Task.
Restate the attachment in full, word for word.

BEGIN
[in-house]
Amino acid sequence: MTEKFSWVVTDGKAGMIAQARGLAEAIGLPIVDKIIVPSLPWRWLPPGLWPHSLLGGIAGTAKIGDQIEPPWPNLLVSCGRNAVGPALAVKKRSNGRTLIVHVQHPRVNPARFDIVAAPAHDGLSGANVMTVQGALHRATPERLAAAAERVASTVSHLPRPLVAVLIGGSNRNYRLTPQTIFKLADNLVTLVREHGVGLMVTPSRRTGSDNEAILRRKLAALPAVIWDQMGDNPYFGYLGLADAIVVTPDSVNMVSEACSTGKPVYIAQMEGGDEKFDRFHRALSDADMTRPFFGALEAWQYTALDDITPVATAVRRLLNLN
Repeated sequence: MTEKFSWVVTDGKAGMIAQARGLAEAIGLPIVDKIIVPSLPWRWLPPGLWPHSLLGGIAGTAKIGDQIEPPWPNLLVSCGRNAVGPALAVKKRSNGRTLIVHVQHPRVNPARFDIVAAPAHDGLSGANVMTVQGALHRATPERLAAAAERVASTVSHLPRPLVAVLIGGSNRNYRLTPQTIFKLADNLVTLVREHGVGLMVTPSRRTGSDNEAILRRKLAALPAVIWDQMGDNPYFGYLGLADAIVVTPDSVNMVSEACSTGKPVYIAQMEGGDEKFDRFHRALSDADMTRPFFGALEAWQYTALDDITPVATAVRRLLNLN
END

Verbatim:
[in-house]
Amino acid sequence: MTEKFSWVVTDGKAGMIAQARGLAEAIGLPIVDKIIVPSLPWRWLPPGLWPHSLLGGIAGTAKIGDQIEPPWPNLLVSCGRNAVGPALAVKKRSNGRTLIVHVQHPRVNPARFDIVAAPAHDGLSGANVMTVQGALHRATPERLAAAAERVASTVSHLPRPLVAVLIGGSNRNYRLTPQTIFKLADNLVTLVREHGVGLMVTPSRRTGSDNEAILRRKLAALPAVIWDQMGDNPYFGYLGLADAIVVTPDSVNMVSEACSTGKPVYIAQMEGGDEKFDRFHRALSDADMTRPFFGALEAWQYTALDDITPVATAVRRLLNLN
Repeated sequence: MTEKFSWVVTDGKAGMIAQARGLAEAIGLPIVDKIIVPSLPWRWLPPGLWPHSLLGGIAGTAKIGDQIEPPWPNLLVSCGRNAVGPALAVKKRSNGRTLIVHVQHPRVNPARFDIVAAPAHDGLSGANVMTVQGALHRATPERLAAAAERVASTVSHLPRPLVAVLIGGSNRNYRLTPQTIFKLADNLVTLVREHGVGLMVTPSRRTGSDNEAILRRKLAALPAVIWDQMGDNPYFGYLGLADAIVVTPDSVNMVSEACSTGKPVYIAQMEGGDEKFDRFHRALSDADMTRPFFGALEAWQYTALDDITPVATAVRRLLNLN